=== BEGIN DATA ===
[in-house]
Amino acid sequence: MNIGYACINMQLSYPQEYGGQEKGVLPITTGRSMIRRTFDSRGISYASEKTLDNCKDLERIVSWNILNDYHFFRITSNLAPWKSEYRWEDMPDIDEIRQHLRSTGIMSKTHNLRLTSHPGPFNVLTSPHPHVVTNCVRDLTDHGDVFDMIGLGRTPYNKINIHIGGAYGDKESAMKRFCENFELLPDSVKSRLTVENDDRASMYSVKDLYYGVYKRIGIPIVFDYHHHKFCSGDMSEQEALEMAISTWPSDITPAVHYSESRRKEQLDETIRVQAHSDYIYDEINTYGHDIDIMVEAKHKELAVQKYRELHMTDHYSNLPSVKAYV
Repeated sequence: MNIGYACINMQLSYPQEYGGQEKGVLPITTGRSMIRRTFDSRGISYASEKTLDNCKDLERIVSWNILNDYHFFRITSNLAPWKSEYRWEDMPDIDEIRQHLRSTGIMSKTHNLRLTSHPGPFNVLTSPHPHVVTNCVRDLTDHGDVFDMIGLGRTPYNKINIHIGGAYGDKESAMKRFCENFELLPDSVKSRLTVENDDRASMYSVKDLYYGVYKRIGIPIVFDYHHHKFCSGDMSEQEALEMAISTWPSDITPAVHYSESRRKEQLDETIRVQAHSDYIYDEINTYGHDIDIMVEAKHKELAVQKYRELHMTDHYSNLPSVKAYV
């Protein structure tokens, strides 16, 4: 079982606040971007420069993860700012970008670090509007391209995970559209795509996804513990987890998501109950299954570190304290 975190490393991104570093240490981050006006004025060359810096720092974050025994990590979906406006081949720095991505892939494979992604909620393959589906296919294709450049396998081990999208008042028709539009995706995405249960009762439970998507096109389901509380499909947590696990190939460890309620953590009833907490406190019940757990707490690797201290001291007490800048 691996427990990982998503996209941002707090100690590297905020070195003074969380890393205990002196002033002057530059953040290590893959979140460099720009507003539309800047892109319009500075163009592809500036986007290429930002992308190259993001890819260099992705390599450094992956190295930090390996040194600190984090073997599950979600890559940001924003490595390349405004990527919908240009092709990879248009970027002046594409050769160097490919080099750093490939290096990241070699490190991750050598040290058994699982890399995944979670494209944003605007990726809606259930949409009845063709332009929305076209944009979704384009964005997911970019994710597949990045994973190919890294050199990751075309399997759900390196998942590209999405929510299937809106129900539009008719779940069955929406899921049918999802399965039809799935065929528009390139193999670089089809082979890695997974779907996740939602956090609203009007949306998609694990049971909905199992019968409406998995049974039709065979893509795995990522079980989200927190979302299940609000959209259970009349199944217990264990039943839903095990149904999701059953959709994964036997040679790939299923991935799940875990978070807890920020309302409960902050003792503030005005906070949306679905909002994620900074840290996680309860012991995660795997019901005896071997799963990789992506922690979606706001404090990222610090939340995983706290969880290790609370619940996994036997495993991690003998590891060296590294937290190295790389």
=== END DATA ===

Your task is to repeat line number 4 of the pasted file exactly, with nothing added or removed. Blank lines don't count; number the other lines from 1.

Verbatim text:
């Protein structure tokens, strides 16, 4: 079982606040971007420069993860700012970008670090509007391209995970559209795509996804513990987890998501109950299954570190304290 975190490393991104570093240490981050006006004025060359810096720092974050025994990590979906406006081949720095991505892939494979992604909620393959589906296919294709450049396998081990999208008042028709539009995706995405249960009762439970998507096109389901509380499909947590696990190939460890309620953590009833907490406190019940757990707490690797201290001291007490800048 691996427990990982998503996209941002707090100690590297905020070195003074969380890393205990002196002033002057530059953040290590893959979140460099720009507003539309800047892109319009500075163009592809500036986007290429930002992308190259993001890819260099992705390599450094992956190295930090390996040194600190984090073997599950979600890559940001924003490595390349405004990527919908240009092709990879248009970027002046594409050769160097490919080099750093490939290096990241070699490190991750050598040290058994699982890399995944979670494209944003605007990726809606259930949409009845063709332009929305076209944009979704384009964005997911970019994710597949990045994973190919890294050199990751075309399997759900390196998942590209999405929510299937809106129900539009008719779940069955929406899921049918999802399965039809799935065929528009390139193999670089089809082979890695997974779907996740939602956090609203009007949306998609694990049971909905199992019968409406998995049974039709065979893509795995990522079980989200927190979302299940609000959209259970009349199944217990264990039943839903095990149904999701059953959709994964036997040679790939299923991935799940875990978070807890920020309302409960902050003792503030005005906070949306679905909002994620900074840290996680309860012991995660795997019901005896071997799963990789992506922690979606706001404090990222610090939340995983706290969880290790609370619940996994036997495993991690003998590891060296590294937290190295790389």